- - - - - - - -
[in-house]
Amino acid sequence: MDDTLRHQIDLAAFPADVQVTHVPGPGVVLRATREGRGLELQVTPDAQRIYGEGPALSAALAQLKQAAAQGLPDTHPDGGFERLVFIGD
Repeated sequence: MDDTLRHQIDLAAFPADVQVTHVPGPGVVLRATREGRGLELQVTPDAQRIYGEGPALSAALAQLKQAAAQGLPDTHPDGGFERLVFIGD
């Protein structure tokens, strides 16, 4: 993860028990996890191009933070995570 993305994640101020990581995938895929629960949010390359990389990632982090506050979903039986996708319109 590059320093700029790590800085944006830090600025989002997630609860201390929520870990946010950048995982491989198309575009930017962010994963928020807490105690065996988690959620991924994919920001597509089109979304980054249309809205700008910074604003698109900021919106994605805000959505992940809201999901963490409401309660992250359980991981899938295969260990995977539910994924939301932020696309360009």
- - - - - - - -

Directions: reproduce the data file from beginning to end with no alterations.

[in-house]
Amino acid sequence: MDDTLRHQIDLAAFPADVQVTHVPGPGVVLRATREGRGLELQVTPDAQRIYGEGPALSAALAQLKQAAAQGLPDTHPDGGFERLVFIGD
Repeated sequence: MDDTLRHQIDLAAFPADVQVTHVPGPGVVLRATREGRGLELQVTPDAQRIYGEGPALSAALAQLKQAAAQGLPDTHPDGGFERLVFIGD
């Protein structure tokens, strides 16, 4: 993860028990996890191009933070995570 993305994640101020990581995938895929629960949010390359990389990632982090506050979903039986996708319109 590059320093700029790590800085944006830090600025989002997630609860201390929520870990946010950048995982491989198309575009930017962010994963928020807490105690065996988690959620991924994919920001597509089109979304980054249309809205700008910074604003698109900021919106994605805000959505992940809201999901963490409401309660992250359980991981899938295969260990995977539910994924939301932020696309360009």